"By my sword," said the governor, as he was returning home, "I will investigate the causes of this mystery. I must know from whose mouth proceeded the gentle breath, that smelt fragrant as the plants of the east, and yet had force enough to extinguish the flame of the consecrated taper, and even to confuse my head as though I had been drunk."

He instantly sent for Henry of Uxkull, bishop of Revel, and the abbot of Pardis. Being arrived, they were entertained at a large oak table, and quaffed wine from the family goblet. They listened to the fearful story of their bost, with their fat hands folded upon their huge bellies, and shook their heads with significant silence.

Having well weighed the matter, knitted their brows, and assumed an air of importance, they finally agreed that they knew not what to think of it. Each then waddled to his home, and thought no more of the mysterious cavern.

But it was not so with the general. He could not rest. His fancy was on the rack, to account for the mystery. On the next morning, he dispatched letters to the archbishop of Riga, to a learned canon, and two pious deans of the holy church of Riga, stating, "that a surprising incident had obliged him to have recourse to their piety and wisdom, and entreating they would be at Revel on St Egidius's day, to discuss in christian humility this weighty affair."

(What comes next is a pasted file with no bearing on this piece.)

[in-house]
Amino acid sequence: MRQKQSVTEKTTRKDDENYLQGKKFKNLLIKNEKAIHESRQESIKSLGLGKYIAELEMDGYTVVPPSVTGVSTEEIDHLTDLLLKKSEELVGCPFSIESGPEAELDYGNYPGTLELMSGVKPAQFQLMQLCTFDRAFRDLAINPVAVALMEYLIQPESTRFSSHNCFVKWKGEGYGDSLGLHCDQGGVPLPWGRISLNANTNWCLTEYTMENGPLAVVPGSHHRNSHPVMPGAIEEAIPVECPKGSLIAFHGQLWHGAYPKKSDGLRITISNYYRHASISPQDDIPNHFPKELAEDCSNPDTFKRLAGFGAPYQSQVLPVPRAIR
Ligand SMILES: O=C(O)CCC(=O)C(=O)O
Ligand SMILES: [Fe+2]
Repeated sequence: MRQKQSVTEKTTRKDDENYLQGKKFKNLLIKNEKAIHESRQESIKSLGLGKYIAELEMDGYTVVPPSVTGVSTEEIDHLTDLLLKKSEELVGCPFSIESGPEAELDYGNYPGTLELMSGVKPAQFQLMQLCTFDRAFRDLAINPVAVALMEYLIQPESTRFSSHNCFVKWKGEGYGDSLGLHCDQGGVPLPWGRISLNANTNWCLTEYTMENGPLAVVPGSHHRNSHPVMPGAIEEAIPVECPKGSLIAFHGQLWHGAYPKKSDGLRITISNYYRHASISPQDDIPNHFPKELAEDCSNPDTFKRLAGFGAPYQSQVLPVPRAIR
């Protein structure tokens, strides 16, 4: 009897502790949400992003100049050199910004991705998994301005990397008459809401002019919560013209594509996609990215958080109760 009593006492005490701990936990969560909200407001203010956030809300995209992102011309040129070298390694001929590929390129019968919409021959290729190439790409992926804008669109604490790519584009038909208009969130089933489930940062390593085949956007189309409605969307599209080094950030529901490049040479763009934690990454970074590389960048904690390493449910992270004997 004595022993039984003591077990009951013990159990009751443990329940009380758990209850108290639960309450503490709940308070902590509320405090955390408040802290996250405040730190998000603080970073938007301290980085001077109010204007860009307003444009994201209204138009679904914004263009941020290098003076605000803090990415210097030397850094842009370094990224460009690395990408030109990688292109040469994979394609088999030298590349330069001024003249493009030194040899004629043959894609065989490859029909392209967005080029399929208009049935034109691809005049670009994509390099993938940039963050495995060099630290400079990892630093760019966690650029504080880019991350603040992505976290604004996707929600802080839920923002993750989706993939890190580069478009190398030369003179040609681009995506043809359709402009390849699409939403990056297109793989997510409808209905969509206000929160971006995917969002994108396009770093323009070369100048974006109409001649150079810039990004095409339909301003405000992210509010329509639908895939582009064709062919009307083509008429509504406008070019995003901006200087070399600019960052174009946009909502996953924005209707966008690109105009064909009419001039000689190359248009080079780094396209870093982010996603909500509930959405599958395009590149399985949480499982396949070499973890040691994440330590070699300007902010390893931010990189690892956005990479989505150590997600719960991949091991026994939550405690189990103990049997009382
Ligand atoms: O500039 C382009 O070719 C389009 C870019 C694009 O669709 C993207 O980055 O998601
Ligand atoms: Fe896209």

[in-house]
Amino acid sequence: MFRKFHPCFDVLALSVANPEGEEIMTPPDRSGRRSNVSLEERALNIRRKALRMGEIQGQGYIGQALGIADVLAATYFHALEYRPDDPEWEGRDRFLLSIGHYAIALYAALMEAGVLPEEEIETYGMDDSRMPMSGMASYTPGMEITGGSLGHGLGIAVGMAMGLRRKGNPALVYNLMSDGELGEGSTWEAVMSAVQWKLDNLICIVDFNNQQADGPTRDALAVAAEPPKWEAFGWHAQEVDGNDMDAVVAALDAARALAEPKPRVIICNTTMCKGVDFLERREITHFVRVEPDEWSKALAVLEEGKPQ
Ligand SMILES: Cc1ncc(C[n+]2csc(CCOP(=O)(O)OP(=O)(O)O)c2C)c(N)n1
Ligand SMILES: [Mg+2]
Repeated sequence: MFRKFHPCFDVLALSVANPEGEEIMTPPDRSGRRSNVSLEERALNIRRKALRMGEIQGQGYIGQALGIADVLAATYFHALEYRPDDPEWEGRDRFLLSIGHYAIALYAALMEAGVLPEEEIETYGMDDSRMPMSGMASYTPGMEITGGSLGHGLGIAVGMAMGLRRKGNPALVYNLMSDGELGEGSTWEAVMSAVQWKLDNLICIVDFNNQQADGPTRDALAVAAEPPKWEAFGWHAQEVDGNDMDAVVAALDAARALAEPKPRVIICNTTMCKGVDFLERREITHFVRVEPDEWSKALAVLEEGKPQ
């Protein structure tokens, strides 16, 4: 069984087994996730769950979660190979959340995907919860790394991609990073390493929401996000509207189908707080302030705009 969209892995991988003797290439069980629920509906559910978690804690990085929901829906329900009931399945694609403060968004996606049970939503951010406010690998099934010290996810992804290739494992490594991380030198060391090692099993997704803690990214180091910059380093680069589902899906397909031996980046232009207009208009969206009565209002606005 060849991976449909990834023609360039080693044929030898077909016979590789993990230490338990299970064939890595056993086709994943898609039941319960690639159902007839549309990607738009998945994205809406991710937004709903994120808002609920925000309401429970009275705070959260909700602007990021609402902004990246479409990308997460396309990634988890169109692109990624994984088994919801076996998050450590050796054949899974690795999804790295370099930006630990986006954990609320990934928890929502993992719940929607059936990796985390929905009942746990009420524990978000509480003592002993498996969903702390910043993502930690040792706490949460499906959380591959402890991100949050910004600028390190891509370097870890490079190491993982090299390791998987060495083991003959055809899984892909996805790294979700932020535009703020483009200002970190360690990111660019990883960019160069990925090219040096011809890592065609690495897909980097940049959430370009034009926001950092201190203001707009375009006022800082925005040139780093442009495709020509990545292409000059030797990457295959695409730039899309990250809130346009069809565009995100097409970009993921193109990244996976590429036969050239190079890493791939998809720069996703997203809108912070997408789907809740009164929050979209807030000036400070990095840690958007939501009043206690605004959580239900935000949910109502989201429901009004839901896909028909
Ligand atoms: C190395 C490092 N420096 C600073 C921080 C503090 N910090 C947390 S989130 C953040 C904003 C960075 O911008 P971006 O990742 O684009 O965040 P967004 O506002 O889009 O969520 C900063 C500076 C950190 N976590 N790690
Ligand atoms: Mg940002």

They came on the appointed day: for they were aware that the cellar of the governor contained excellent wine, and that his was no niggard hospitality. The archbishop of Revel, and the abbot of Pardis, were likewise invited to assist, who failed not at the proper hour, to present themselves at the castle. An elegant repast had been prepared for them, bumpers went cheerily round to the prosperity of the holy church, and to the perpetual bloom of the German order of religion.

When their spiritual stomachs were sufficiently gorged, the general thus addressed them: "Reverend and pious fathers! thus and thus it

happened to me and my friend here, Gothard of Plettenberg," recounting his history. "What is to be done to liberate the spirits who wander and grieve in the subterraneous passage ?"

"They must be driven out by force," replied the archbishop of Riga, "and the power to do this, was given to the bishops from above." "A wisp of hay should be steept in holy water,” added the canon, "with which the steep dark passage should be sprinked."

One of the deans advised that "the little chest with the Egyptian hieroglyphics, which was kept as a relic in the convent of St Bridget, should be taken to the cavern."

The other dean was of opinion that the spirits should be allowed to continue without molestation, so long as they only wandered and breathed.